Hi everyone,

This maybe out of scope for this list but I wanted to know more about
Struts vs JSF other this old article [1]. Which are are deployed
mostly on your TC server(s)/cluster(s)? If any Java developers are
on this list, which platform API do you prefer for quick development
(to meet deadline), performance, security management (user
authentication and level restriction) etc... since both are based on
MVC despite their different implementations(?).

Since there isn't a JSR for Struts, has Struts been around before JCP
is formed? And why is there not a JSR for Struts now (just curious)?

As for JSF, which implementation is used by/for your app(s)?
Sun/NetBeans? Apache's MyFaces? or Others (please list)? I'm
somewhat disappointed Netbeans support for JSF and Struts in that
Netbeans bundled libs support used older Apache Commons lib version
(even for the current v6.1), although this could be updated but I
don't know whether it will break the integration of Netbeans' VWP.
Even the tutorial/trails on NetBeans site regarding Struts (although
this can be compensated at Struts' web site) is very limited perhaps
because of the (biased?) Struts weak integration to favor or push
more on JSF/Visual JSF?

I need to evaluate my options of API and IDE before I dedicate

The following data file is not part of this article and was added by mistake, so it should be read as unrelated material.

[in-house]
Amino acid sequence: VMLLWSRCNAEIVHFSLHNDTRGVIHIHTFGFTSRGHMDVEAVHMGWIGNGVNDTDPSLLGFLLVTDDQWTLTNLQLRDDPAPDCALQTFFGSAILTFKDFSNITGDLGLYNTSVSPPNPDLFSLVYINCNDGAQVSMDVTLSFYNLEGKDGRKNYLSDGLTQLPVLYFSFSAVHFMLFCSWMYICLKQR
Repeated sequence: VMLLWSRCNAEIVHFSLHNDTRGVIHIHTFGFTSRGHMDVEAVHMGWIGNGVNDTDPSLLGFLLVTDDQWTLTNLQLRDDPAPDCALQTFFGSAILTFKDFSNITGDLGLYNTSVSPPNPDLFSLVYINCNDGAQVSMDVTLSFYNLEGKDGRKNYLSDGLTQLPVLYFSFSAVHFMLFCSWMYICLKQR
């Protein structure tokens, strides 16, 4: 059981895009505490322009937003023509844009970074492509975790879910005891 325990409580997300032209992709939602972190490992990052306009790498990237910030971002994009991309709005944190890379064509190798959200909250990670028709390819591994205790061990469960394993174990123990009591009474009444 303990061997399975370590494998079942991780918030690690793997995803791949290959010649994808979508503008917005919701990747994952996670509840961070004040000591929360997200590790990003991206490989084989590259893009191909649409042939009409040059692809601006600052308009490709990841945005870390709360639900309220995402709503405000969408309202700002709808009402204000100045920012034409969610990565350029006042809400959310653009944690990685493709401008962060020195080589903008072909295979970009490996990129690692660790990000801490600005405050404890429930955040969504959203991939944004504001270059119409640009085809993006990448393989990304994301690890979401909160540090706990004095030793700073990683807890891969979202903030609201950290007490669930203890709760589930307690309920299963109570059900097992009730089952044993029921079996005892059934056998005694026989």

several projects since the performance of Netbeans is getting worse
by every release comparing to Eclipse. As for server, I've decided
already ;)

TIA,
Tommy

[1] http://websphere.sys-con.com/node/46516
Use neither... prefer the plain TC MVC model.

Struts is really just an implementation of the MVC model in TC
JSF is more about trying to make web development feel like Swing
development... see Visual Web Pages in NB

Struts is very much a stand alone tool.
JSF needs the whole VWP framework to make it go.

Struts may not be a Sun standard... but Apache is a brand you can
trust... its generally all good free stuff.
JSF and VWP are Suns baby.

Sun and Apache dont see eye to eye on everything ;)

Netbeans is Sun
Eclipse isnt

You get the picture... theres some helthy competition out there ;)

The truth is... if you know what you doing, you dont need a
framework... if not a framework will get you going quickly.
Frameworks are cool until you want to do something outside of the
framework...

That applies to VWP or Struts...

If I had no other choice, I'd use Struts... but I'd also use NB ;)

Big problem with the NB JSF tools is the complete lockin... so if your
graphic artist is on Adobe, or FrontPage or anything else... they
going to hate you ;)
The NB JSF doesnt lend itself to multiple tools... its the swing way
or no way... or extreme pain when you need something from the outside
world;)

Its not about standards, its about lockin... actually many "standards"
also mean lock in... thats probably why they made them.
You cant beat just having a good clever designer on your team... there
are many in this TC group... hire one.
Also dont be a groupie... just think about the technology...
Trouble with that is the NB is cocking up trying to push glassfish
into it... but NB is Sun and Sun control Java... not a simple as its
just crap.
On the server end, there is a competition problem... on Java Core...
its hard to beat ;)

Being a Java programmer is full of hard choices;)

Have Fun.... and choose carefully... read up on the TC MVC model...